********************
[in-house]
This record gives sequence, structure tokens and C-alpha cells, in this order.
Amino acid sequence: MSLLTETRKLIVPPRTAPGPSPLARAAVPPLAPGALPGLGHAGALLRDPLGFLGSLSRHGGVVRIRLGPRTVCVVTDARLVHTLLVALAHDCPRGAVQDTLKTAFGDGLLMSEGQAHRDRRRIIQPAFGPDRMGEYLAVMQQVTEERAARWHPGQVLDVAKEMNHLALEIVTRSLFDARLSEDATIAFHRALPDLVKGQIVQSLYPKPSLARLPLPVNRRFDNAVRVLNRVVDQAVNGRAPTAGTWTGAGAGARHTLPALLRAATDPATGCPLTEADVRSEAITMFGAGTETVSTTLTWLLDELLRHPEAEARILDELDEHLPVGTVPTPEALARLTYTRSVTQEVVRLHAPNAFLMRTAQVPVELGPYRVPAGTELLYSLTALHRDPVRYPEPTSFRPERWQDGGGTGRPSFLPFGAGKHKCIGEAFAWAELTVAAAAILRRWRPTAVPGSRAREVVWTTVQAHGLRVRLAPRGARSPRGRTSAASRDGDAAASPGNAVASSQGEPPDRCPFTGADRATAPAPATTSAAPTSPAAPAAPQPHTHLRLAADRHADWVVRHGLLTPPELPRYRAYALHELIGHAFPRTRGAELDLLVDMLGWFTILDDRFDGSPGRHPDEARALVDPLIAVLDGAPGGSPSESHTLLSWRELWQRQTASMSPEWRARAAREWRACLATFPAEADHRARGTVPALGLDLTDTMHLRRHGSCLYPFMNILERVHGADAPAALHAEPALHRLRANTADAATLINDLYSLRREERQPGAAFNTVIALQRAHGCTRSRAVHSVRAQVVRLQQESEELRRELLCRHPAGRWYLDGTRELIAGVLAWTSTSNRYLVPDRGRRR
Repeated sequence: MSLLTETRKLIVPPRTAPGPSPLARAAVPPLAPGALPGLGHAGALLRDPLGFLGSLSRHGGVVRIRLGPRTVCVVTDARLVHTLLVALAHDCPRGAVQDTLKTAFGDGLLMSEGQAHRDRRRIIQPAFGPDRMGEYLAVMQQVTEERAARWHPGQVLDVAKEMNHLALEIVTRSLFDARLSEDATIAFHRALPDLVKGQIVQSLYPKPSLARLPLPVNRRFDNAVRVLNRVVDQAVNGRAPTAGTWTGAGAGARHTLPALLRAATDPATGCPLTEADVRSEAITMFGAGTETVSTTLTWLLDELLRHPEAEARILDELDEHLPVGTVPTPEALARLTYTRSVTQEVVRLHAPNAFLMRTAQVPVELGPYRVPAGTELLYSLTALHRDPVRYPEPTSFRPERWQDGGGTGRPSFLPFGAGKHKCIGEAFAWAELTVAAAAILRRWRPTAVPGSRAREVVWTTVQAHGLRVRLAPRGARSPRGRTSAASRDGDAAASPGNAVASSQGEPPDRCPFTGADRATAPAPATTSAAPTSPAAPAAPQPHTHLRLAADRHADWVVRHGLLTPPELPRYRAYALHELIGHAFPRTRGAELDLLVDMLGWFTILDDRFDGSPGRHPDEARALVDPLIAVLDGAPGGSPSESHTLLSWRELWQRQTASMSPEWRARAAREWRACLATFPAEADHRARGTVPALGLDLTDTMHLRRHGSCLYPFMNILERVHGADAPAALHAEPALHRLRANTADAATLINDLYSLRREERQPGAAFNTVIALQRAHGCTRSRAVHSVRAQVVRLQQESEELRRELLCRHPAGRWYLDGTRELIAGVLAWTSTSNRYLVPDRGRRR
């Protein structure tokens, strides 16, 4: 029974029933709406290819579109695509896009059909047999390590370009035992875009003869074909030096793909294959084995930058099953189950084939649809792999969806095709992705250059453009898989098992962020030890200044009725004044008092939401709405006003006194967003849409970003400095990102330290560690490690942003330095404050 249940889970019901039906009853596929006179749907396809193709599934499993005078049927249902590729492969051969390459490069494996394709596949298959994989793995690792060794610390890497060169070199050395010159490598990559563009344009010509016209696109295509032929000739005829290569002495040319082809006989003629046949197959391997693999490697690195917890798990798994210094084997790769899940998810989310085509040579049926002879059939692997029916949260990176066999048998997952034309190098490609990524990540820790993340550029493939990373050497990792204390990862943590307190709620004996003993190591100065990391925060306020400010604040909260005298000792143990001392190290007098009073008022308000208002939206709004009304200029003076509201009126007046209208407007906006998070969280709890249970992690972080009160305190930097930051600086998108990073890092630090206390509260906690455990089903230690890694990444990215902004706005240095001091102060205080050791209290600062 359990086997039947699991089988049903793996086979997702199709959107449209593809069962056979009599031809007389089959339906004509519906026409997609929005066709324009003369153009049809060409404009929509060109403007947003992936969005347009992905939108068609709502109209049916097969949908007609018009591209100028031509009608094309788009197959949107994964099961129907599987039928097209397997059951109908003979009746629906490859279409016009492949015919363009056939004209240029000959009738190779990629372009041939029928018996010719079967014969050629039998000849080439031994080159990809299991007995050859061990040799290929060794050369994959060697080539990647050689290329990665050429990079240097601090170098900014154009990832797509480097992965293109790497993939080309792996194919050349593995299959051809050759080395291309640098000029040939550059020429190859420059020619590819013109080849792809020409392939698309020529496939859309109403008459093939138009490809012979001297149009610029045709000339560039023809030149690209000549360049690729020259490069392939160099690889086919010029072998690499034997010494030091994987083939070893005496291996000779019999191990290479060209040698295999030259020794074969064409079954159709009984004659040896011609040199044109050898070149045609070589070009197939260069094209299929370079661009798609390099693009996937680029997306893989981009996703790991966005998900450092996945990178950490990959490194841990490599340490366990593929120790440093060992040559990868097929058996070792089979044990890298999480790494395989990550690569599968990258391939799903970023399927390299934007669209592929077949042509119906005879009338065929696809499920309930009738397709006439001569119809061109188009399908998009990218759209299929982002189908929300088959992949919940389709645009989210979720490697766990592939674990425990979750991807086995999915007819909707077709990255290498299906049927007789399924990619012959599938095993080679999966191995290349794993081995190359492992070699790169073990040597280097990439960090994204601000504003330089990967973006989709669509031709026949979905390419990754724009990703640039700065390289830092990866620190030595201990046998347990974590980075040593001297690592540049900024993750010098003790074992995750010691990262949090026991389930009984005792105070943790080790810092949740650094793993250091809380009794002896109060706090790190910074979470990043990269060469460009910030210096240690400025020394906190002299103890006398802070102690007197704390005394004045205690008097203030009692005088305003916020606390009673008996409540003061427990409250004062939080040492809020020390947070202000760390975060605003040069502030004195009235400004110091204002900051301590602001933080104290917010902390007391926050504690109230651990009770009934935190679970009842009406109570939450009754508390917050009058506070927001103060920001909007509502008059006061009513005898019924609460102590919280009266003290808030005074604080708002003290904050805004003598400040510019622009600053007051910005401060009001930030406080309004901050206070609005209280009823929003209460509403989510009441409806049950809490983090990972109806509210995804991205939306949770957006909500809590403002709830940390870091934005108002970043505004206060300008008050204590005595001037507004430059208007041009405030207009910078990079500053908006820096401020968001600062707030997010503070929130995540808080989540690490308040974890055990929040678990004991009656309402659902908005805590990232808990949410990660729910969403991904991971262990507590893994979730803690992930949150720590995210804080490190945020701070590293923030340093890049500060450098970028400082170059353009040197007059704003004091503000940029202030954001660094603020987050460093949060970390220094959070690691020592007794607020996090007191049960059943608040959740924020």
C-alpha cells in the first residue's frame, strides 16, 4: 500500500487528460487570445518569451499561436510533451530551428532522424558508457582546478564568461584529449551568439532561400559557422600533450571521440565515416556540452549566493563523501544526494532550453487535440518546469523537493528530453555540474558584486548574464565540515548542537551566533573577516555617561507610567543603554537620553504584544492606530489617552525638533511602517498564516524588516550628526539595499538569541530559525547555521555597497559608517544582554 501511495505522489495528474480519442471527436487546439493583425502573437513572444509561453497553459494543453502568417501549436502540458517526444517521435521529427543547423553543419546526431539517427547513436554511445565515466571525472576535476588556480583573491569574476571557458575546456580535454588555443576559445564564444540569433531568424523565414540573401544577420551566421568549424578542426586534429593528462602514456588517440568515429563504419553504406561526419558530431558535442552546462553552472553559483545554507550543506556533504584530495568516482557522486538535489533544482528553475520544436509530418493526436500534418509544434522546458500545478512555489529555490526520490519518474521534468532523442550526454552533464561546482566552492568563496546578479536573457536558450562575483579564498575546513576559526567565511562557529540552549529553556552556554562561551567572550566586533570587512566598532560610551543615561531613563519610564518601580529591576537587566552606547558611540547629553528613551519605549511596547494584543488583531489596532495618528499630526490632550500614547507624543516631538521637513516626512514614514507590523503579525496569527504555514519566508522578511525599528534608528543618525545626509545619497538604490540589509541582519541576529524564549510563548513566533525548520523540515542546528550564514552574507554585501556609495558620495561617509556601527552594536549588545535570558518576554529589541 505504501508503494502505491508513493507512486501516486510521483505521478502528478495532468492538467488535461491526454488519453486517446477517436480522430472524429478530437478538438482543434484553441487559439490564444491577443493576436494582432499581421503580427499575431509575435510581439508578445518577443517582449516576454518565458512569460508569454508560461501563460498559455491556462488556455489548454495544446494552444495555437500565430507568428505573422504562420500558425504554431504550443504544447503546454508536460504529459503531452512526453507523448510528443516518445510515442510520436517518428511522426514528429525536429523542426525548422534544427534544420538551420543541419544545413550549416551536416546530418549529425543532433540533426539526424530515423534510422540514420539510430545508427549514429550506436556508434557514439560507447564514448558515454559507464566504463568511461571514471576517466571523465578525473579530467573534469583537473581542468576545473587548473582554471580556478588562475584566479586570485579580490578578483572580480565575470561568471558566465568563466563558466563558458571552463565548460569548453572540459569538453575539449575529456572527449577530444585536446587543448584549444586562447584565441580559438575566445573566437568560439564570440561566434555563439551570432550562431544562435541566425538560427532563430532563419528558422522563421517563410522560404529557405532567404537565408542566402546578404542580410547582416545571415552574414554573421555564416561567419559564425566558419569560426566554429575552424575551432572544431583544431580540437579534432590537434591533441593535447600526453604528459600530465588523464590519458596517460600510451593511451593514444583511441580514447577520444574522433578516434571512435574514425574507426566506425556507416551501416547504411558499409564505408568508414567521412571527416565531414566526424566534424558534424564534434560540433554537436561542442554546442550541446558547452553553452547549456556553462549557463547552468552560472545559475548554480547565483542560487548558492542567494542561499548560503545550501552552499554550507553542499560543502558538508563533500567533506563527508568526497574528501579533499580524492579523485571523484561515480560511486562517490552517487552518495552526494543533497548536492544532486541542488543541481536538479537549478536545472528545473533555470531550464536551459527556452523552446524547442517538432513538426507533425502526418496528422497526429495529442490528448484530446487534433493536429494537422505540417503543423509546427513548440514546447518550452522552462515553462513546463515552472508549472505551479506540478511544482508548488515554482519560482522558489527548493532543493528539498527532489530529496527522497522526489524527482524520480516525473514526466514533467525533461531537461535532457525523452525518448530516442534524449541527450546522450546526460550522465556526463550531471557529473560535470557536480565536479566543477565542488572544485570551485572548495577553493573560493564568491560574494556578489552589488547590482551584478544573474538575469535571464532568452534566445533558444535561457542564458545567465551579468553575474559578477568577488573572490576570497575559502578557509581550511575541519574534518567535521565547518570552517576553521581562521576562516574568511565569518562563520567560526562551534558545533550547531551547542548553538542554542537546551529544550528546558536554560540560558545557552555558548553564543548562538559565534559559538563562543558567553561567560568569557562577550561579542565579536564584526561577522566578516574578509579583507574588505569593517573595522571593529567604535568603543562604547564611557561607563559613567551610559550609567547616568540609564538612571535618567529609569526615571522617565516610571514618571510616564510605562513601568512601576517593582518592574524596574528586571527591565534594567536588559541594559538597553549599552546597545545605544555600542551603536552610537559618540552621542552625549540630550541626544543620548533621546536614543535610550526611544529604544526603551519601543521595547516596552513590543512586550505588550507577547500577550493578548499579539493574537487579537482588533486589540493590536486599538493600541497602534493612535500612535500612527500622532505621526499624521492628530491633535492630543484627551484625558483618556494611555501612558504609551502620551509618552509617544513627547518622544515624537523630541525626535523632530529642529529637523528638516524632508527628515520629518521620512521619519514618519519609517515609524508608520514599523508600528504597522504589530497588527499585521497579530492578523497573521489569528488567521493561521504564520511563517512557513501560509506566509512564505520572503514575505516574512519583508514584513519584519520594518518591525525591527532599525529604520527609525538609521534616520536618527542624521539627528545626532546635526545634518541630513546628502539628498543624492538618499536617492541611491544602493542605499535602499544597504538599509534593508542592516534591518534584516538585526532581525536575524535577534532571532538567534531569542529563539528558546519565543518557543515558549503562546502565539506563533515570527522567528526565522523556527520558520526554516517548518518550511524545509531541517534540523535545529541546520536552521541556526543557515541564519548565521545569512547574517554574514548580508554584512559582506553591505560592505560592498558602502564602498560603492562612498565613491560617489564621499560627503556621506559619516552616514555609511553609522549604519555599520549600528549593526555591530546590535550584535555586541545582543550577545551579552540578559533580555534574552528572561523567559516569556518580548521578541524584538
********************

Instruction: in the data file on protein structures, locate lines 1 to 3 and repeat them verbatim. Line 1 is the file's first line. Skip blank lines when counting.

[in-house]
This record gives sequence, structure tokens and C-alpha cells, in this order.
Amino acid sequence: MSLLTETRKLIVPPRTAPGPSPLARAAVPPLAPGALPGLGHAGALLRDPLGFLGSLSRHGGVVRIRLGPRTVCVVTDARLVHTLLVALAHDCPRGAVQDTLKTAFGDGLLMSEGQAHRDRRRIIQPAFGPDRMGEYLAVMQQVTEERAARWHPGQVLDVAKEMNHLALEIVTRSLFDARLSEDATIAFHRALPDLVKGQIVQSLYPKPSLARLPLPVNRRFDNAVRVLNRVVDQAVNGRAPTAGTWTGAGAGARHTLPALLRAATDPATGCPLTEADVRSEAITMFGAGTETVSTTLTWLLDELLRHPEAEARILDELDEHLPVGTVPTPEALARLTYTRSVTQEVVRLHAPNAFLMRTAQVPVELGPYRVPAGTELLYSLTALHRDPVRYPEPTSFRPERWQDGGGTGRPSFLPFGAGKHKCIGEAFAWAELTVAAAAILRRWRPTAVPGSRAREVVWTTVQAHGLRVRLAPRGARSPRGRTSAASRDGDAAASPGNAVASSQGEPPDRCPFTGADRATAPAPATTSAAPTSPAAPAAPQPHTHLRLAADRHADWVVRHGLLTPPELPRYRAYALHELIGHAFPRTRGAELDLLVDMLGWFTILDDRFDGSPGRHPDEARALVDPLIAVLDGAPGGSPSESHTLLSWRELWQRQTASMSPEWRARAAREWRACLATFPAEADHRARGTVPALGLDLTDTMHLRRHGSCLYPFMNILERVHGADAPAALHAEPALHRLRANTADAATLINDLYSLRREERQPGAAFNTVIALQRAHGCTRSRAVHSVRAQVVRLQQESEELRRELLCRHPAGRWYLDGTRELIAGVLAWTSTSNRYLVPDRGRRR